Afghanistan is one of the most heavily mined country in the world. From April to June, at least 28 people were killed and 53 wounded by landmines and other unexploded ordnance in Afghanistan.
A specially designed motorbike is the centre of attention in the busy streets of Afghanistan's capital city Kabul. The owner of the unique vehicle-cum-mobile shop is Muhammad Taqqi, 60, who lost his legs in a recent landmine blast near the war-torn country's capital.
Despite this huge loss, Taqqi did not give up. Being head of a family of 12 members, he still shoulders all responsibilities. He remains busy from dawn to dusk to make ends meet.
"I've started a small business selling prepaid cards of cellular service providers. I use my ‘special motorbike' for this purpose," he said.
During his recovery process from the tragedy, he couldn't get any compensation from the government despite all pledges.
Taqqi is not an exceptional case though. In Afghanistan, more than ten people lose their lives daily because of deadly landmines left behind after the war with the Soviet Union and subsequent fighting. Afghanistan is one of the most heavily mined country in the world. The list runs into thousands who are waiting for official compensation.
From April to June, at least 28 people were killed and 53 wounded by landmines and other unexploded ordnance in Afghanistan, according to the government.
A survey conducted by Handicap International, which is campaigning on behalf of people living with disabilities, reveals that one in five households of Afghanistan has a disabled person.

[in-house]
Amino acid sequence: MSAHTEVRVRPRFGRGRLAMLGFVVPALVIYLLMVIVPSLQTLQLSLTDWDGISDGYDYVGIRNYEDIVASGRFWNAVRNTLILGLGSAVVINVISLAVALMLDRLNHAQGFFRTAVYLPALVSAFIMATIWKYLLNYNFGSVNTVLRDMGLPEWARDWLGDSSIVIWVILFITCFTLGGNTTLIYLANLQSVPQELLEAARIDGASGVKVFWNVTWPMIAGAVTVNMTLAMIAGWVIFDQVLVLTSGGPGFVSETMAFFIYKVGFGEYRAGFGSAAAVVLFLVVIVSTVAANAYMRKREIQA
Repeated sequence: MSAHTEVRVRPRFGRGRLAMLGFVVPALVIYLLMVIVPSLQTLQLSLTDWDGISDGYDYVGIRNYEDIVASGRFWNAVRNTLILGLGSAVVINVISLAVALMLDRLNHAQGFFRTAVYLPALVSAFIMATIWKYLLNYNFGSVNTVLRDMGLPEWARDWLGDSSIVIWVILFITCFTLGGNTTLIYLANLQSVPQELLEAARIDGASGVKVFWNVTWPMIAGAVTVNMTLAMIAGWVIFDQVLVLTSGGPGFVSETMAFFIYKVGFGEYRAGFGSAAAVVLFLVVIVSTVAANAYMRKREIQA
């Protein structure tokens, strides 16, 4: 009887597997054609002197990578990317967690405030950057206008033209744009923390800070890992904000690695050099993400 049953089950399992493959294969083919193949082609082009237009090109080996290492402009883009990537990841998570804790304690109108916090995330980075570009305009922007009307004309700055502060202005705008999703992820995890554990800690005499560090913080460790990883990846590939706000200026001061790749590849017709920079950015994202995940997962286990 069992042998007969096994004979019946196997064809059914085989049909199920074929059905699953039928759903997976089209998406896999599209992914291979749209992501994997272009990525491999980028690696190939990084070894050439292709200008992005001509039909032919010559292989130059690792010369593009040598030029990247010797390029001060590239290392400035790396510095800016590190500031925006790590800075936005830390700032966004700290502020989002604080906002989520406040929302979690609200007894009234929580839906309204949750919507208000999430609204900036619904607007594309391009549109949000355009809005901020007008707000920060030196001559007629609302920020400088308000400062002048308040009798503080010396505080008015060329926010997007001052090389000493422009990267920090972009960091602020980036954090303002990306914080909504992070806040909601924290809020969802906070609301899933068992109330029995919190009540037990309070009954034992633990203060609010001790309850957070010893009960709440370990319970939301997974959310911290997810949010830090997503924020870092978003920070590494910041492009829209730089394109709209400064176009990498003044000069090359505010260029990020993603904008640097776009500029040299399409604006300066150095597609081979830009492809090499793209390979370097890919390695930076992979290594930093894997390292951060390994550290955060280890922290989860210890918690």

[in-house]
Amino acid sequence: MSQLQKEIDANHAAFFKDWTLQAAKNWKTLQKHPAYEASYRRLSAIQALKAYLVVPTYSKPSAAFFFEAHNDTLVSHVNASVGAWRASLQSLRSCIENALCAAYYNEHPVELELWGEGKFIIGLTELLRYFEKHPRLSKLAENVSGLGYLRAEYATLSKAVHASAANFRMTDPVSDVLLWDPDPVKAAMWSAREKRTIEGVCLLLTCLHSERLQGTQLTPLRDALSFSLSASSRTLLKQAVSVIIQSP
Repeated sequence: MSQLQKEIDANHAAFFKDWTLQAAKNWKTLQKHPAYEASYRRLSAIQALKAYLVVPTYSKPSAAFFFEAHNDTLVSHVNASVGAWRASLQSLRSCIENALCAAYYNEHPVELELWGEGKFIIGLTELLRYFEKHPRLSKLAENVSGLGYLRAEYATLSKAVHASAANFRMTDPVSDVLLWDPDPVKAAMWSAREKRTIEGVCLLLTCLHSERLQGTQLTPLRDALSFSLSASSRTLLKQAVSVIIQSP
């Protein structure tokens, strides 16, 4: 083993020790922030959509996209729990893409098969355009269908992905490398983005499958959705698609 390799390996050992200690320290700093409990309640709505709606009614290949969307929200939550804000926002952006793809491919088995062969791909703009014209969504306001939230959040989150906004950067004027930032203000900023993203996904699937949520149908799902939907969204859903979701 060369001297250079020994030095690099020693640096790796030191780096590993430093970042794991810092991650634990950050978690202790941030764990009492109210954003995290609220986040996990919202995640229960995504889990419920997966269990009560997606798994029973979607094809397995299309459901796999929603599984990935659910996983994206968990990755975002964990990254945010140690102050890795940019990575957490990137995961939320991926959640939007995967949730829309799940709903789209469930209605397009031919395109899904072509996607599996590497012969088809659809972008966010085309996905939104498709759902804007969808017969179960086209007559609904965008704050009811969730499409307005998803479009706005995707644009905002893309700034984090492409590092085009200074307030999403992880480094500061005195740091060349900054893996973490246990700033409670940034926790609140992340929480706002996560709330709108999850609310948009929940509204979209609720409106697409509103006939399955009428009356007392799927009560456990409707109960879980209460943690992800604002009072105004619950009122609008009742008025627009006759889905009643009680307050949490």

Officials said there were recorded minefields or other hazardous areas in at least 26 of Afghanistan's 34 provinces that are now too dangerous for clearance operations.
As per UN, nearly 600 square km of old minefields and battlefields are yet to be cleared, encompassing more than 3,000 known sites and affecting 1,570 communities.
An official from the Afghan government, Ali Iftikhari, said Kabul, Badakhshan, Herat, the southern region of Helmand and Kandahar are the most affected areas. Pakistan's tribal areas are no exception, where hundreds of innocent people become victims of these landmines.
Iftikhari cited an official lengthy procedure to compensate war victims. There are many people who are still waiting for their turn, as tens and thousands are registered with the ministry, he confessed.
The scarcity of funds and ongoing conflict made this process even more complicated. Due to the existence of these landmines, there is no respite in the number of victims.
The Chief of Staff at the Mine Action Coordination Centre of Afghanistan, engineer Muhammad Wakeel, said Afghanistan was heavily mined during the Soviet occupation from 1979 to 1989. They then started a programme to clear the manipulated areas in 2003, but the first 10 years bore no fruit because of incessant violence.
The programme was then extended from 2013 to 2023 for another 10 years. "Scarcity of funding and insurgency in different parts of the country made the task of the relevant authorities very difficult," he said.
Civilians, especially children, are most prone to become victims of landmines, which is why many families are hesitant to return to their native towns.